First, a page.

The other day I made this short, shameful confession in response to a Slashdot story about a Forbes blog post called When Smart People are Bad Employees. The post outlines three distinct types of bad employees. The third one was called “The Jerk,” and it sounded eerily familiar:
If a member of your staff is a raging jerk, it may be impossible. Some people are so belligerent in their communication style that people just stop talking when they are in the room. If every time anyone brings up an issue with the marketing organization, the VP of marketing jumps down their throat, then guess what topic will never come up? This behavior can become so bad that nobody brings up any topic when the jerk is in the room.
Here’s my confession: I’ve been that jerk in the past.
I was that really smart programmer that everyone listened to because I made really good software really quickly. But people hated dealing with me because I was obnoxious to deal with—and worse, I knew it and was openly arrogant about it. If snarky geek t-shirts had been around at the time (this was back in the mid-90s) I would definitely have worn them. When someone was wrong, I definitely let them know. If I didn’t respect someone, I would make myself unpleasant to deal with, enough so that it was easiest to just shut up anytime I was in the room.
I was a kid in my early 20s, and it was only my second job out of college, so I was really eager to prove myself. I came up with some pretty ingenious solutions to a couple of vexing problems. It was a small company, and one of the systems I built produced an entirely new product for their salespeople to sell to clients. They had some serious problems managing client information for their help desk, serious problems where their programming team wasn’t able to track bugs properly (these were the days well before tools like JIRA and Bugzilla were cheap or free), and managing large amounts of data. I built some pretty good tools, and they made a big difference. So people put up with my attitude, because it was a net win for everyone. But it made their jobs more difficult, just so I could engage in some personal ego gratification.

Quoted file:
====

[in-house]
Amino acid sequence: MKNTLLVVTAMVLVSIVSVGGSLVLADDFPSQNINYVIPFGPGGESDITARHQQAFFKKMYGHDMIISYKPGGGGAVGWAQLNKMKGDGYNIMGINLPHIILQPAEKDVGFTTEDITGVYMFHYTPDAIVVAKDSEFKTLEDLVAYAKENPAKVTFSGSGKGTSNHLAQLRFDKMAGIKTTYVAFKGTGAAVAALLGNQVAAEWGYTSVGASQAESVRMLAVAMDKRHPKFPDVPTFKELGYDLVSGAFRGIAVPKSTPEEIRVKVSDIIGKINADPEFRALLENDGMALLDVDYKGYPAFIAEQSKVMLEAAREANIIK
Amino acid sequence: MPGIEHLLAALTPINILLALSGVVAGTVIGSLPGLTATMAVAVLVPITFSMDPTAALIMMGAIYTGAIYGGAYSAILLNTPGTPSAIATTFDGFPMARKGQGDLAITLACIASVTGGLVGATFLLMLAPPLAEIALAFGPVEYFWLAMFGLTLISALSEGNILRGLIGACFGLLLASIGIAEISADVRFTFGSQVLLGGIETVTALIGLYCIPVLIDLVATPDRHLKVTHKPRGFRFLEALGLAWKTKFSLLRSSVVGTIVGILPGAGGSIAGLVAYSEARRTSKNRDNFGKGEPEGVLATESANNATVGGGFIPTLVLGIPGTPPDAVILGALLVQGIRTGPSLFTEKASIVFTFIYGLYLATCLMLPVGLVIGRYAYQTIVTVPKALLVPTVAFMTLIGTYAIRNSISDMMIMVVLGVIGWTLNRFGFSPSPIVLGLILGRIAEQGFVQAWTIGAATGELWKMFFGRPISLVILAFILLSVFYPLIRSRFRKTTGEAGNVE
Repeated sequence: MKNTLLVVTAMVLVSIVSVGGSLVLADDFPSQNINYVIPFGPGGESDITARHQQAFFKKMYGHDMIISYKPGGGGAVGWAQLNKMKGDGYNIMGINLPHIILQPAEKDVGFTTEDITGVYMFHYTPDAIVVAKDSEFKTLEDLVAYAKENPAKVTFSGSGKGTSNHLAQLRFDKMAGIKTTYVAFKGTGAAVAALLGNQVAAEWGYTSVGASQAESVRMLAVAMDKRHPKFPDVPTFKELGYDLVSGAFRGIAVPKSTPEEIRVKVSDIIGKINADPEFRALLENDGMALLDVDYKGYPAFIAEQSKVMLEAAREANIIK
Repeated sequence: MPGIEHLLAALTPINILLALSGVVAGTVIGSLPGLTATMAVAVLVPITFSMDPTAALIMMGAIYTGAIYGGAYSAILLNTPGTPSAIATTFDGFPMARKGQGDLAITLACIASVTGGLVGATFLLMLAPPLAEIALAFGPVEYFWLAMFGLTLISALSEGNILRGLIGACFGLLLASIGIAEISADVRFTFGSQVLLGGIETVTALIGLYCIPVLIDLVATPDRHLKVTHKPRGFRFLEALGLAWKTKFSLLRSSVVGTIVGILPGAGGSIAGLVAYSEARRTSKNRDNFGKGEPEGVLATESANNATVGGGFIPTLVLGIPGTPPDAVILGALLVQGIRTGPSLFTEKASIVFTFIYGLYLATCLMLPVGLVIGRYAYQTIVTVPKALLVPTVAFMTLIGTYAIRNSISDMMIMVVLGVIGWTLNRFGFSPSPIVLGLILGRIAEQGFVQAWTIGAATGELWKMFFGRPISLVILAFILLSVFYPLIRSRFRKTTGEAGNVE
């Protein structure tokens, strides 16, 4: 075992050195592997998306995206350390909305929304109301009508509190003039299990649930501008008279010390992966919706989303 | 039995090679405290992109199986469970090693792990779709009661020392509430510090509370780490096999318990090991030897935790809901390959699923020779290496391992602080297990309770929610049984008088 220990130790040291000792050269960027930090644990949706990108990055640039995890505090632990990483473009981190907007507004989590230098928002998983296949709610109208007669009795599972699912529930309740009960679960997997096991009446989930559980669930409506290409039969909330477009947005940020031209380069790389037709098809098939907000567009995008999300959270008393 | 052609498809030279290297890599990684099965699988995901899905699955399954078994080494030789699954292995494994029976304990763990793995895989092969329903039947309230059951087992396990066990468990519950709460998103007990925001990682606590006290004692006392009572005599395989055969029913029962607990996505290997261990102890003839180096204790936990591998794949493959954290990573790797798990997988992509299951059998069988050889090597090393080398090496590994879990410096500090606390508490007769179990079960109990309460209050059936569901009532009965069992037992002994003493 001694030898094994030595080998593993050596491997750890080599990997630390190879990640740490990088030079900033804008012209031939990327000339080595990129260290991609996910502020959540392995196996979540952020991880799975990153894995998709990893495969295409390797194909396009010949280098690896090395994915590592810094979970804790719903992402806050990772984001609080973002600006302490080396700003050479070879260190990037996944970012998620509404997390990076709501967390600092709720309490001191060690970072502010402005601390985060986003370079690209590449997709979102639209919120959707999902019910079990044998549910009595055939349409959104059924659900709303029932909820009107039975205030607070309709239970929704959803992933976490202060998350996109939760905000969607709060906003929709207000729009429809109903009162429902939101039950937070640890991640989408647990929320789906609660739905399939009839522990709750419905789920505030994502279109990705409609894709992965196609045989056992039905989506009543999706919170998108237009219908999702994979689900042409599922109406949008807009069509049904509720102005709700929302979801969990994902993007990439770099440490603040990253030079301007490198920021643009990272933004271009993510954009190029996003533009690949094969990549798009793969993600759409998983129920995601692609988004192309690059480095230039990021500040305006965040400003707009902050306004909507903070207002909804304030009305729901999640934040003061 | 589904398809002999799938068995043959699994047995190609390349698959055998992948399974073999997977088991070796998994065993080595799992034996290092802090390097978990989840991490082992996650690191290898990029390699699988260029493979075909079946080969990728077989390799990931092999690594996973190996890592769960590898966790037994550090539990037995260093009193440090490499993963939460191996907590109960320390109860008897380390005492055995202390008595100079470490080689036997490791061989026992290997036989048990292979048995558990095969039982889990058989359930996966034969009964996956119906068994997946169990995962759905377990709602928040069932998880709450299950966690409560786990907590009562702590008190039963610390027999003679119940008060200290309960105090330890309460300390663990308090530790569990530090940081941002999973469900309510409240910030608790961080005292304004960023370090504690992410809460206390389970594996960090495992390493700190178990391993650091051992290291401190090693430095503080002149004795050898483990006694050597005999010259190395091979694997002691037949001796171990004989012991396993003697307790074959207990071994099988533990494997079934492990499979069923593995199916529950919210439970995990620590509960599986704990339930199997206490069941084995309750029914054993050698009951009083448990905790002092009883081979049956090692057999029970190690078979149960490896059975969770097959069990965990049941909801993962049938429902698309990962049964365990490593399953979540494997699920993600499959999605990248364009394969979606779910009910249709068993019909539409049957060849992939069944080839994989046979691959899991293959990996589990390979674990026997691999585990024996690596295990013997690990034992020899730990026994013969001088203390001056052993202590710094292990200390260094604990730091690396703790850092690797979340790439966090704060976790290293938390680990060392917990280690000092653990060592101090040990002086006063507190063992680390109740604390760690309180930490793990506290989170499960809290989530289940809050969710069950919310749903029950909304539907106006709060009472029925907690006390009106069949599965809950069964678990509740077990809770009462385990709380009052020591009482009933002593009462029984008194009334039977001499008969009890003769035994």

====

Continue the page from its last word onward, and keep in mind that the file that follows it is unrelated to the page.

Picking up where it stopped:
Actually, here’s something from that time that I find really funny. The company I was working for had all prospective employees take a Caliper Assessment test as part of the interview process. At the time, it was basically a combination of an IQ (abstract reasoning) test and a personality profile, and the results were compiled into a report with a page of scores and a two-page writeup. My boss gave me a copy of my results when I came on board. My abstract reasoning score was 100%, and scores on the “extroverted” and “ego-driven” scales were both over 90%. The writeup said that I would be “a loose cannon,” but if I was “aimed properly, I would knock down any barrier in front of me.” It also warned that I would not play nice with people who I did not respect.
In other words, the Caliper report certified me as an extremely smart, highly capable, grade-A jerk.
So, first of all, kudos to the folks at Caliper. They definitely had my number, which was pretty impressive considering that it was based on a 100-or-so-question fill-in-the-bubble timed test. And they got that profile exactly right.
This all presented a really frustrating problem for the people at the company. Here I was, this kid who kept hitting projects out of the park. But I was truly impossible to deal with. I would barely let people finish sentences before cutting them off (“Okay, I know exactly what you want. You go away now.”) I perfected all of the programmer stonewalling tricks to get people to stop asking me questions: interrupting people with pedantic questions before they’d barely started getting to the point, sending people back with half-answers so I didn’t have to think through the question I was being asked, answering questions in a way that was obviously far too technical for whoever I was talking to so. And heaven help anyone who said something to me that was technically inaccurate.
I was belligerent to people around me. I was definitely immature and naïve. But people respected me and knew that I was worth dealing with, because I did really good work.
Eventually, though, a funny thing happened.
I slowly discovered that if I stopped acting like a jerk, life got a lot easier. I mean, obviously, it got easier for the people around me. But it got easier for me, too.
Unthinkingly, I felt that I needed to be a jerk to make people respect me. I think, on an intuitive level, that it was a kind of litmus test. People had to respect me, because if they didn’t respect me they never would have put up with my attitude. But what I found was that when I stopped acting like a jerk, people still respected me. Not only did they stop fighting me, but they actually went out of their way to help me.
Once I stopped being a jerk, it was a lot easier to do my job, and I’m convinced that I was actually able to produce better code because of the reduced number of bureaucratic headaches.
I wish I’d figured it out earlier.
(Hmm, on the other hand, I was asked to do more stuff because people were less afraid of me. So I guess… be careful what you wish for?)